Thumbs up for The Fox’s Tower and Other Stories by Yoon Ha Lee. Science fiction and fantasy short stories.

I’ve raved about Lee’s work here before and will do so again. If you’re not ready to commit to his bizarre and wonderful trilogy about starship warfare based around calendars, try The Fox’s Tower. Most of the stories are at most a page or two, poetic and strange and warm.… >> Read more

Balthazar, before the lunch rush hits

Last night I lamented to a friend that so far the best food I’d tasted on my vacation was my friend Mandy’s homemade pot roast (which is, I grant you, hard to compete with). He suggested Balthazar. Why did I not just ask him to begin with? Balthazar was amazing – the latte, the food, and the service were all miles better than everything I’ve had so far.… >> Read more

Manhattan, Day 4

Today was my Met day. The friend I’m staying with lives in Midtown, so I decided to walk up through the park rather than take the bus. Of course it decided to rain buckets and buckets and buckets and I did not dry out in the four hours I was in the museum. Water even got inside the sleeves of of my heavy lined wool coat and my knee-high leather boots.… >> Read more

Manhattan, Day 3

Drew, the brother of my friend David, generously showed me around town today. First Central Park, then up to the Met Cloisters (which was never a monastery, but contains the cannibalized bits of several).

Then after some fuss with trains, down to Greenwich Village in the blinding rain to meet David and watch The Seventh Seal, as one usually does on vacation.… >> Read more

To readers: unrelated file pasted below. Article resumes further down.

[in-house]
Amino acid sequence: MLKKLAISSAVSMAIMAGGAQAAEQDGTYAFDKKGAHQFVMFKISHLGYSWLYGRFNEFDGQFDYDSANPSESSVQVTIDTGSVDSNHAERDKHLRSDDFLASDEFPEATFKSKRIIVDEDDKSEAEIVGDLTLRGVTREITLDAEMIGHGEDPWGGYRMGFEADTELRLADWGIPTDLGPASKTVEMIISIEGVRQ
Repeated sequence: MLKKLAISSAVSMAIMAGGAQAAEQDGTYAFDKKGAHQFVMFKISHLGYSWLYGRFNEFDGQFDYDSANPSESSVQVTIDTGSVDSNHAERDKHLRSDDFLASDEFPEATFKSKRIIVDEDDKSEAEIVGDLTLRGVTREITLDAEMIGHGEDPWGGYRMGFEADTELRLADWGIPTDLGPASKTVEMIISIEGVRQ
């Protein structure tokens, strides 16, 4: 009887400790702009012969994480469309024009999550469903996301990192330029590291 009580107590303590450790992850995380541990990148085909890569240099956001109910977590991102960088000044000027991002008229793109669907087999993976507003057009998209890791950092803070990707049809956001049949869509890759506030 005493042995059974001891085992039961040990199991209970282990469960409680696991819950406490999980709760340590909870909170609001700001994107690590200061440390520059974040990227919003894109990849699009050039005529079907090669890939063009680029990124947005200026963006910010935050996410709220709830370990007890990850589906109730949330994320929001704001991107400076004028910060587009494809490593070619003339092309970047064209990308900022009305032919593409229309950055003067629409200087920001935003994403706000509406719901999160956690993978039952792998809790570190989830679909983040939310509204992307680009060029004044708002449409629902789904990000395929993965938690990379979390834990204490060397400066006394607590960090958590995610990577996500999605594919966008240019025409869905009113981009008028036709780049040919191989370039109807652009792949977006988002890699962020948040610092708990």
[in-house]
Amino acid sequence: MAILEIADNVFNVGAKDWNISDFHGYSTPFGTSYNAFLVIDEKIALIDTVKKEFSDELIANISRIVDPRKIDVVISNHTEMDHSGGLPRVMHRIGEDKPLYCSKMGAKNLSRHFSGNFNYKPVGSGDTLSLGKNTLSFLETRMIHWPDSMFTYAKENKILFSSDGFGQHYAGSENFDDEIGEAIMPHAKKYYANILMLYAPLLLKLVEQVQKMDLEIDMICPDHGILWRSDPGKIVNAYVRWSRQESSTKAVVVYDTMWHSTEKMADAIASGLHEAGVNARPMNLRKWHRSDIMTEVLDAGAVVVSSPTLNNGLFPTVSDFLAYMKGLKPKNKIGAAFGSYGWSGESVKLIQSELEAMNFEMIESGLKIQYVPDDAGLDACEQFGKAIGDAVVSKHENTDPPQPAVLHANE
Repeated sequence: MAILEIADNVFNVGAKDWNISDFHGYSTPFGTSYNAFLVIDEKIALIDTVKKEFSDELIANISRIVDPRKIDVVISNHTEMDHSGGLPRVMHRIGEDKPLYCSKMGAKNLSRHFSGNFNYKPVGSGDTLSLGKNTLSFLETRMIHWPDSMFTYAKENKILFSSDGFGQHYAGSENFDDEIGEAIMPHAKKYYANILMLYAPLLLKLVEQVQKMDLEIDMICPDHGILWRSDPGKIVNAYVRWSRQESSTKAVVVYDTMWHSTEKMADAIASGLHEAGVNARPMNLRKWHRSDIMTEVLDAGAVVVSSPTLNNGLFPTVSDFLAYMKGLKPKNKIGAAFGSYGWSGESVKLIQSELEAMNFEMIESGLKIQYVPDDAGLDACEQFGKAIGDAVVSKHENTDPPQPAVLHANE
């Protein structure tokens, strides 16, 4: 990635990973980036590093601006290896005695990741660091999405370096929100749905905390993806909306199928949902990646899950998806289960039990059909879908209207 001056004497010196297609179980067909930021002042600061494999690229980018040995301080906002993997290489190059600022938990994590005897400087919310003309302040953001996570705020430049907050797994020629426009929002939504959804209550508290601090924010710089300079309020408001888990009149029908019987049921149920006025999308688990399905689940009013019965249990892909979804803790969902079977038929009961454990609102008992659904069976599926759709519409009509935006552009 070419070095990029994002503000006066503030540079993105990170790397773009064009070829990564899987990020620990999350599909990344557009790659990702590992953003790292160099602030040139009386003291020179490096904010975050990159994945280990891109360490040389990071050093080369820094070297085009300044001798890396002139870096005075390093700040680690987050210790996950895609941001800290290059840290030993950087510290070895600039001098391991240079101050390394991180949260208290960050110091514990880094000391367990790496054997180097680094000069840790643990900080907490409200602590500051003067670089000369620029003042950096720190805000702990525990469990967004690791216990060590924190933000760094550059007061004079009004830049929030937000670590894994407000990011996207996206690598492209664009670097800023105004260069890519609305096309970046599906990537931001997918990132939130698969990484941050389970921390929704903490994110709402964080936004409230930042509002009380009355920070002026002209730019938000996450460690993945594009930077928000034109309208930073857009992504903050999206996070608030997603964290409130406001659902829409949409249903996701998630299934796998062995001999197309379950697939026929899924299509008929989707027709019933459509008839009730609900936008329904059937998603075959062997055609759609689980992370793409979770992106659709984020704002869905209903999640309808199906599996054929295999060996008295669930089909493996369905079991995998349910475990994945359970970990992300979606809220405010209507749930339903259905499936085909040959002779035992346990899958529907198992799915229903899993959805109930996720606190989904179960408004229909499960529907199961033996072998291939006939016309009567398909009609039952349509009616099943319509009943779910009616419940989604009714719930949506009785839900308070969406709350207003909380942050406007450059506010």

Walking up to the Strand

Yves Tanguy – Extinction of Useless Lights Vasily Kandinsky – Picture with an Archer Frantisek Kupka – Mme Kupka among Verticals Francis Picabia – I See Again in Memory My Dear Undnie Henri Matisse – The Blue Window Henri Matisse – The Red Studio Claude Monet – Agapanthus (detail) Cy Twombly – The Four Seasons (Winter) Nosebleeds at the Lyceum to see The Play that Goes Wrong

>> Read more

Manhattan, Day 1

I have twelve pages of journal filled, but until I have the chance to make that presentable, here are some photos.

The Cliff’s Notes version:

I love flying. It never gets old. I also love cities so much. Mostly because of the architecture. Going back to Seattle is going to make me sad. It’s good that I don’t live here because I would just stand for hours in Grand Central Terminal looking up at the ceiling.… >> Read more

Neither thumbs up nor thumbs down for Hidden Universe Travel Guides: Vulcan by Dayton Ward. Science fiction.

A nicely done fake travel guide to the planet Vulcan, for hardcore Trekkies only. The author must have put in a lot of work. I appreciate the callbacks to a couple of the better novels, such as Uhura’s Song by Janet Kagan, as well as the reference to Mark Gardner’s Vulcan Language Institute (very politely sourced, even!).… >> Read more

Thumbs up for Paperbacks from Hell: the Twisted History of ’70s and ’80s Horror Fiction by Grady Hendrix. Literary history.

When I requested an advance reader’s copy of this from the publisher, my expectations were low. It might have been a boring catalog of authors and publishers. Or it might have centered around mocking old horror paperback cover art, while being light on historical detail.… >> Read more